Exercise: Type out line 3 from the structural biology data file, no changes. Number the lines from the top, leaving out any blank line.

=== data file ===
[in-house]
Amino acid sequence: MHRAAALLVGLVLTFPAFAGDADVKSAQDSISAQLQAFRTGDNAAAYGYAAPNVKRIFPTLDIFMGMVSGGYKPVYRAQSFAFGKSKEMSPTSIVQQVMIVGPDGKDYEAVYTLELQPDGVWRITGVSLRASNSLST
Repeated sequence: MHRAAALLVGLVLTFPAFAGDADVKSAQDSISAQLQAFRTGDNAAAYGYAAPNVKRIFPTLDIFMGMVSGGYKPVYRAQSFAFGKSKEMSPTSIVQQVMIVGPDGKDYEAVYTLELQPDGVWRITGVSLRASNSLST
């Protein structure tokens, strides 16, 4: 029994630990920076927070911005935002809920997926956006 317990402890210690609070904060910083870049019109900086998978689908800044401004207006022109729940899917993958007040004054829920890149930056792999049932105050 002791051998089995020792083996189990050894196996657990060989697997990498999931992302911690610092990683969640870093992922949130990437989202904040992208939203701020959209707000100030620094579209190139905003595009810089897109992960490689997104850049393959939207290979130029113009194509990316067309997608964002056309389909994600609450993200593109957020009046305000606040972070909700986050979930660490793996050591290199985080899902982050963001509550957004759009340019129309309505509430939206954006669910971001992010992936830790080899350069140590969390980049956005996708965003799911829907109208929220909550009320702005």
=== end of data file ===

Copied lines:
Repeated sequence: MHRAAALLVGLVLTFPAFAGDADVKSAQDSISAQLQAFRTGDNAAAYGYAAPNVKRIFPTLDIFMGMVSGGYKPVYRAQSFAFGKSKEMSPTSIVQQVMIVGPDGKDYEAVYTLELQPDGVWRITGVSLRASNSLST